Berg, the chairman of Resolution, told his staff of about 40 on Monday that he was shuttering the agency, promised that he would help them find new jobs and blamed the closure on Chinese investor Bison Capital Holdings.
Berg had opened the agency with a flourish in January 2013 in luxurious offices in Century City and moved aggressively to hire agents, who were paid around $200,000 to $300,000, with some getting seven figure salaries.
The downfall came seven months after Resolution’s announcement in March that Beijing-based Bison had taken a stake in Resolution — the first time that a Chinese company had invested in an American talent agency.
Berg was not available for comment but insiders have said that Bison simply failed to provide the promised funding, creating an atmosphere of uncertainty at Resolution, which was already hampered by hefty start-up costs and a relative lack of TV packaging deals. No exact date has been given for the closure but the business operations will be wound down in the coming days.
Resolution’s initial investor, Jahm Najafi, opted to cease providing additional coin for Resolution before the end of last year, forcing Berg to seek funds from the Chinese investors.
Financial terms of Bison’s investment were not disclosed, but sources close to the company valued it at as high as $200 million — though others have asserted that the figure is significantly lower. Bison, run by Peixin Xu, also owns a portion of Chinese advertising agency AirMedia Group.
The deal with Bison was seen as Resolution’s way into China. David Unger was tasked with running Resolution’s China operations.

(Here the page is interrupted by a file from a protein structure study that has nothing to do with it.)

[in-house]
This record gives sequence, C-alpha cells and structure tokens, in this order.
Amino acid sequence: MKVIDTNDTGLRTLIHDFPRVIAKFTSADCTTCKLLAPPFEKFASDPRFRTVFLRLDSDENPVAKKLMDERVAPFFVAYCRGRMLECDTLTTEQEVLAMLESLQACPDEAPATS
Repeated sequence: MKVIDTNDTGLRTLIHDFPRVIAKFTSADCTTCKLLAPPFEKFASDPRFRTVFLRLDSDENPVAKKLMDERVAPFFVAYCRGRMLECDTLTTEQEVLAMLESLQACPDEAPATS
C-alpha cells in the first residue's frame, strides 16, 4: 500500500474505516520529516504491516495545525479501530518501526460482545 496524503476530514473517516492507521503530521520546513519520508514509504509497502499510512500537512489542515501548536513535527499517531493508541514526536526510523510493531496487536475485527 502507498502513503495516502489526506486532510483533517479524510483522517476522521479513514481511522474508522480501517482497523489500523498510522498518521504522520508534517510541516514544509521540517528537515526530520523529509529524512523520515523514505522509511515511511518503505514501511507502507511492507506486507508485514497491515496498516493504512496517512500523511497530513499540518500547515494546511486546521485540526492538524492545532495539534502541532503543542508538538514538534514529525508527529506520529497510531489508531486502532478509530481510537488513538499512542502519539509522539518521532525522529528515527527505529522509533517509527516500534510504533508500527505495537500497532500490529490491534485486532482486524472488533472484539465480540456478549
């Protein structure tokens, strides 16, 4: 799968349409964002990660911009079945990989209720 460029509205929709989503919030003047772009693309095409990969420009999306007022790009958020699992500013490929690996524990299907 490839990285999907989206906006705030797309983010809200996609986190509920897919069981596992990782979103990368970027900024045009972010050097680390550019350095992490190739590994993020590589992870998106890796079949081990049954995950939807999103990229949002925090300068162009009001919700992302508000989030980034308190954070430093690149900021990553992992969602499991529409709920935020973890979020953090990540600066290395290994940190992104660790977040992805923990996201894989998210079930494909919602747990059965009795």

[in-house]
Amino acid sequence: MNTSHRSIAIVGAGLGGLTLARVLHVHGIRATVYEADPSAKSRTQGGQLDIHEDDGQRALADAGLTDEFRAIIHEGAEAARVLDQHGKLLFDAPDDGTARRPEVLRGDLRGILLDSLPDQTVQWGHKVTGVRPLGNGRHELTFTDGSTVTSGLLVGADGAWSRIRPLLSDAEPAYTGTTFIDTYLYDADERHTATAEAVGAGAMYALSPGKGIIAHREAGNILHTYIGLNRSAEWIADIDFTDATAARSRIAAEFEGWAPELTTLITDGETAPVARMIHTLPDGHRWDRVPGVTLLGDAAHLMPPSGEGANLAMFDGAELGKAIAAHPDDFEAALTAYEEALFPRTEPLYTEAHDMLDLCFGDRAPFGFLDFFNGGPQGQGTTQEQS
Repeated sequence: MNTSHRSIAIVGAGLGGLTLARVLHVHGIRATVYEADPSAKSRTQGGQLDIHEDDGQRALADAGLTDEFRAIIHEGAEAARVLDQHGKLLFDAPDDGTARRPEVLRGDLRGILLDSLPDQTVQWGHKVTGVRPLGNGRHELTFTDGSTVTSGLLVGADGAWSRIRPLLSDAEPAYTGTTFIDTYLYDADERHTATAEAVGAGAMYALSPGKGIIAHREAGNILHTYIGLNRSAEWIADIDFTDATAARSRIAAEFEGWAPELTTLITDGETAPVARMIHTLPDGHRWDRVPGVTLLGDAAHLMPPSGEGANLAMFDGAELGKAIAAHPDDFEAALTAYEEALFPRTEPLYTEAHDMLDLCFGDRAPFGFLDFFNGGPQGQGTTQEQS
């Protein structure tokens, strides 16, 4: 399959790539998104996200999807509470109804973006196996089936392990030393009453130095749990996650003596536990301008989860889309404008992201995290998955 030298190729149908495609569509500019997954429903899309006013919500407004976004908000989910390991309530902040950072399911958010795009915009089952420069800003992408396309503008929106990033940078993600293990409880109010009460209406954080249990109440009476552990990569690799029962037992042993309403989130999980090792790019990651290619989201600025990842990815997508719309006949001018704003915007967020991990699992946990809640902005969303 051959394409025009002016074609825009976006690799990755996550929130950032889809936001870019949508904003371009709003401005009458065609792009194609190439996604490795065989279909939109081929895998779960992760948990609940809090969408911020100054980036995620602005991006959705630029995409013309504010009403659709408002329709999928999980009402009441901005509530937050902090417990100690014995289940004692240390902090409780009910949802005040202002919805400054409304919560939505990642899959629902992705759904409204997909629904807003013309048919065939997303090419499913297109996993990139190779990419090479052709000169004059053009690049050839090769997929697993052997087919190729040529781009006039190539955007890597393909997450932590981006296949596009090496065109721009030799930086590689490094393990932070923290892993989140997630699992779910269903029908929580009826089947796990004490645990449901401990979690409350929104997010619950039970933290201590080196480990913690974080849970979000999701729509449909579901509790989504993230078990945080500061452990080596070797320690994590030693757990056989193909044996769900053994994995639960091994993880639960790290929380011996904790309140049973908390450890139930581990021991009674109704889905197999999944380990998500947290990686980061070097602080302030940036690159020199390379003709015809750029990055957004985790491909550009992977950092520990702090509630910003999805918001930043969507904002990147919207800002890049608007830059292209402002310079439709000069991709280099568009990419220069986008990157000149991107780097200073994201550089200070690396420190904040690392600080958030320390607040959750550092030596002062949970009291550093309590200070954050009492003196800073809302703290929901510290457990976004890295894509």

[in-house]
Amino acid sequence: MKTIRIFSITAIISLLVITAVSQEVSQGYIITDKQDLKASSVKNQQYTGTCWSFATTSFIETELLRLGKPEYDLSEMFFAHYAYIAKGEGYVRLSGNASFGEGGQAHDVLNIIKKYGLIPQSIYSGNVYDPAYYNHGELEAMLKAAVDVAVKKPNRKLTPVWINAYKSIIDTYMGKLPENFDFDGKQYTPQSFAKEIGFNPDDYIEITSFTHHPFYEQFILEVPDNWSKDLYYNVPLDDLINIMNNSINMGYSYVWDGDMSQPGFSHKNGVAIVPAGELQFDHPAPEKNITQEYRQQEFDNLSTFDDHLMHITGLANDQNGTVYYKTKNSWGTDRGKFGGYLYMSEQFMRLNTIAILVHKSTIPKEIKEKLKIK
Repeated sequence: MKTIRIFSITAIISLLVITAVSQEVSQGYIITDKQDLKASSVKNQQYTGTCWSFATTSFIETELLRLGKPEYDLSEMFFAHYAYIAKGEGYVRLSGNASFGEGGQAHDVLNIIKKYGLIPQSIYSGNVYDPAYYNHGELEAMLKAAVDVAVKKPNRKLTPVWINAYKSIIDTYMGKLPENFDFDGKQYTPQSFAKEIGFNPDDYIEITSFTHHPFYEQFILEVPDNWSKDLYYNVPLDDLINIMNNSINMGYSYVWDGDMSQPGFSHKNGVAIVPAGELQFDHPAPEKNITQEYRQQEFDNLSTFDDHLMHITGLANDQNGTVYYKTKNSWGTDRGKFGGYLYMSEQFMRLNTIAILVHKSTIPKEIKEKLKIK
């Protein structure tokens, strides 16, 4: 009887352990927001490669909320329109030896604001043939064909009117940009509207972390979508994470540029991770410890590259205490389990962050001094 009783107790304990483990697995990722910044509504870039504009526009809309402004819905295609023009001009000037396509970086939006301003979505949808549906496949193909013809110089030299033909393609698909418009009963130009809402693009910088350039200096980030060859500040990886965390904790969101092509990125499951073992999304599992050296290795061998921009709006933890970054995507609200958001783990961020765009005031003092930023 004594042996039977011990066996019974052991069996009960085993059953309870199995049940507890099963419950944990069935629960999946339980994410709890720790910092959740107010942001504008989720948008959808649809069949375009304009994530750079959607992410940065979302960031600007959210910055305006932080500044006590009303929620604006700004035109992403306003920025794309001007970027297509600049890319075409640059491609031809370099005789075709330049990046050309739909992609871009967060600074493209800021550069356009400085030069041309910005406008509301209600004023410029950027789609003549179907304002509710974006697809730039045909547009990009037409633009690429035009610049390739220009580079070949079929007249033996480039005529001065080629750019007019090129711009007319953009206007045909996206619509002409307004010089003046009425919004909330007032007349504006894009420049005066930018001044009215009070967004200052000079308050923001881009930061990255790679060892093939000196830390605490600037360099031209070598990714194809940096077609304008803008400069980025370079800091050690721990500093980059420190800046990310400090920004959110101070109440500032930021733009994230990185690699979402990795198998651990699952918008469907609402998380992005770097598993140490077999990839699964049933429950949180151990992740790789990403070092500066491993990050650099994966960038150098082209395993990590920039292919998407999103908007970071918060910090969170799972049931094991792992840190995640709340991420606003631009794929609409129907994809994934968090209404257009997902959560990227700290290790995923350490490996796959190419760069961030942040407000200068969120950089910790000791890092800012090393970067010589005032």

Jack Gao, the former head of News Corp China and an exec with Microsoft (China), had been the key contact between Resolution and Bison, serving as co-chair of the Resolution board. Gao was replaced by Waymond Xu.
Morale had been ebbing at Resolution this year as agents departed and took their clients with them, sparking speculation that Resolution was in peril. “Gone Girl” writer Gillian Flynn had been repped by Resolution but is now at WME.
When Resolution closed Monday, its highest-profile clients were Lindsay Lohan, Rose McGowan, Ray Winstone, Haley Joel Osment, Sarah Wayne Callies, Charlie Weber, Molly Ringwald, Michelle Yeoh, William Sadler, Stephen Dorf and Roman Polanski.
Besides Unger, the departures included Jeff Franklin, who had served as chief operating officer; Steve Alexander, who headed the film group; Dennis Kim, who was in charge of the TV literary department; Leigh Brillstein; and former CAA agents Shari Smiley, Adam Kanter and Martin Spencer.
Alexander took a job with ICM Partners and brought clients David Duchovny, Tatiana Maslany and Joy Bryant with him. Kim joined Storied Media Group as a manager.
Resolution’s initial backing came primarily from Najafi, CEO of Phoenix-based private investment Najafi Cos. since 2002.
Najafi is vice chairman of the Phoenix Suns and a governor on the board of the National Basketball Assn. In February, his firm’s Najafi Media division — a $2 billion content and consumer distribution company — invested an undisclosed sum in Paula Deen’s food, media, restaurant and merchandise empire.